The Times Like Those Alternative Oscars!

Every year, the same movies snatch up a big portion  of the Oscar nominations. Then, we hear about these movies for months as we lead up to Oscar night. And while this year has been a pretty exciting race (I’d say the winners for both lead acting categories are up in the air), and there were a few surprise nominees that snuck in at the last moment (what’s up, Demian Birchir?), it  can get a little bit repetitive to hear about the same movies over and over again, even if you enjoyed them.

In hopes of offering a change of pace, I’ve compiled my own “Oscar”  list of sorts. For my categories, I ignored all of the existing Oscar nominees and focussed on films and performances that didn’t receive as much awards attention this year. I also omitted people like Shailene Woodley, who did not receive an Oscar nomination but still got lots of attention from critics, bloggers, and awards groups leading up to the nominations.

Also, keep in mind that there are still lots of films from this year that I need to see. Shame, Take Shelter, Melancholia, and Martha Marcy May Marlene are just a few on that list.

Enjoy, and feel free to post your own “alternative Oscars” in the comments.

Best Picture

Drive

The Ides of March

Meek’s Cutoff

Tinker Tailor Soldier Spy

Win Win

It may be a small, unassuming film, but Meek’s Cutoff stuck with me in a big way this year. The film is unconventional in almost every way (the pacing, the mumbled dialogue, the refusal to punch up the story with high drama), and it’s a true achievement in cinema.

Best Director

Tomas Alfredson, Tinker Tailor Soldier Spy

George Clooney, The Ides of March

Carey Fukanaga, Jane Eyre

Nicholas Winding Refn, Drive

Kelly Reichardt, Meek’s Cutoff

Again, I have to give this one to Meek’s Cutoff. While Nicholas Winding Refn offered a masterclass in cool and Tomas Alfredson built insane tension around old guys sitting around talking in a room, Kelly Reichardt created something truly unique. I didn’t care for her last project, Wendy and Lucy, but her deliberate pace and sparse, terse tone worked wonders in Meek’s.

Best Actor

Dominic Cooper, The Devil’s Double

Ryan Gosling, Drive

Tom Hardy, Warrior

Ewan McGregor, Beginners

Owen Wilson, Midnight in Paris

Cooper masters not one but two challenging roles in this messy film. He’s chilling and downright crazy as Sadam Hussein’s son, Uday, and also deeply sympathetic as Latif, the man hired as Uday’s double. It’s a towering pair of performances, and Cooper finally realizes the potential he showed in small roles in films such as Starter for 10 and An Education.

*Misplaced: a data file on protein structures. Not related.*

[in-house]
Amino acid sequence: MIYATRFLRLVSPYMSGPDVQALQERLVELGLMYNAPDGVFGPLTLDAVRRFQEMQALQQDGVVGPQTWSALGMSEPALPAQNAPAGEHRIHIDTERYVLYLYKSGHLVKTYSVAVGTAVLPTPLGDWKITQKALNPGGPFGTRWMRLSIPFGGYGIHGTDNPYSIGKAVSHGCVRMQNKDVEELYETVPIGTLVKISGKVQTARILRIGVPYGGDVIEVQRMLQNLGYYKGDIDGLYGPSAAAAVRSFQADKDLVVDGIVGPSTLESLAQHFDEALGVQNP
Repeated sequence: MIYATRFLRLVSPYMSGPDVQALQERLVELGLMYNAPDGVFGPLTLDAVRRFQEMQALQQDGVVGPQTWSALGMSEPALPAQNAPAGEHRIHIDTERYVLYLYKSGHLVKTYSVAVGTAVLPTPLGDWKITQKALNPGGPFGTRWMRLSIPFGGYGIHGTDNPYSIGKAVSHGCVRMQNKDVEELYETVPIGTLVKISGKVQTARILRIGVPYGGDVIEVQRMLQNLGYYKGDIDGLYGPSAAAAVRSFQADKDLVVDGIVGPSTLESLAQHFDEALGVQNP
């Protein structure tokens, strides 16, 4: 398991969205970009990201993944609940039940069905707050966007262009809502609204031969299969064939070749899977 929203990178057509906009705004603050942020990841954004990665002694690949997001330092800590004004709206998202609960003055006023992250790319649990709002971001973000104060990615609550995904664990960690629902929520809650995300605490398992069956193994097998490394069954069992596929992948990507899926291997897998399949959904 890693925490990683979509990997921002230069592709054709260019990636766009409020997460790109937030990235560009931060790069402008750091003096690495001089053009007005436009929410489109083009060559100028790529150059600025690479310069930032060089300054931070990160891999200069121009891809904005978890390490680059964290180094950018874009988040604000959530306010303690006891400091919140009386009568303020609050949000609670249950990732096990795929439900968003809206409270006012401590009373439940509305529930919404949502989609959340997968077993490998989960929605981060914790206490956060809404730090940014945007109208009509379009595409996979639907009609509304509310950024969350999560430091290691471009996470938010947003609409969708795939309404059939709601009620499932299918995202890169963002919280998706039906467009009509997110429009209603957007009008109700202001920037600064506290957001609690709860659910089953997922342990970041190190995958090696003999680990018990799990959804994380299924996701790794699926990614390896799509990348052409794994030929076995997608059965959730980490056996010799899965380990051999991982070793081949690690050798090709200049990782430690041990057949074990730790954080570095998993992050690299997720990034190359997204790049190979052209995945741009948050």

Best Actress

Felicity Jones, Like Crazy

Keira Knightley, Last Night

Mia Wasikowska, Jane Eyre

Kristen Wiig, Bridesmaids

Robin Wright, The Conspirator

Wiig gives a downright brilliant comedic performance in Bridesmaids, and sometimes that is enough for me. She throws herself into every gag headfirst, and she comes out in the end with a highly charming, perfectly executed performance. McCarthy is also great, but for me, Wiig is the reason to watch Bridesmaids.

Best Supporting Actor

Michael Fassbender, Jane Eyre

Colin Ford, We Bought a Zoo

Philip Seymour Hoffman, The Ides of March

Simon Pegg, Mission: Impossible – Ghost Protocol

Mark Strong, Tinker Tailor Soldier Spy

I thought Fassbender was a tad overrated in X-Men (sorry), but he reminded me why I loved him so much in Fish Tank with a similarly physical and subtly threatening performance in the gorgeous Jane Eyre. He oozes charisma here, and makes for a completely magnetic screen presence. Kudos to Mark Strong, too, for fantastic scene-stealing work in Tinker Tailor, and for converting me into a Mark Strong fan.

Best Supporting Actress

Jessica Chastain, The Tree of Life

Anna Kendrick, 50/50

Carey Mulligan, Drive

Amy Ryan, Win Win

Michelle Williams, Meek’s Cutoff

It was the year of Chastain, and my favourite performance of hers (though I haven’t seen them all) was as the ethereal wife in The Tree of Life. It’s a beautiful, moving performance, and she slips seamlessly into the languid tone of the film.

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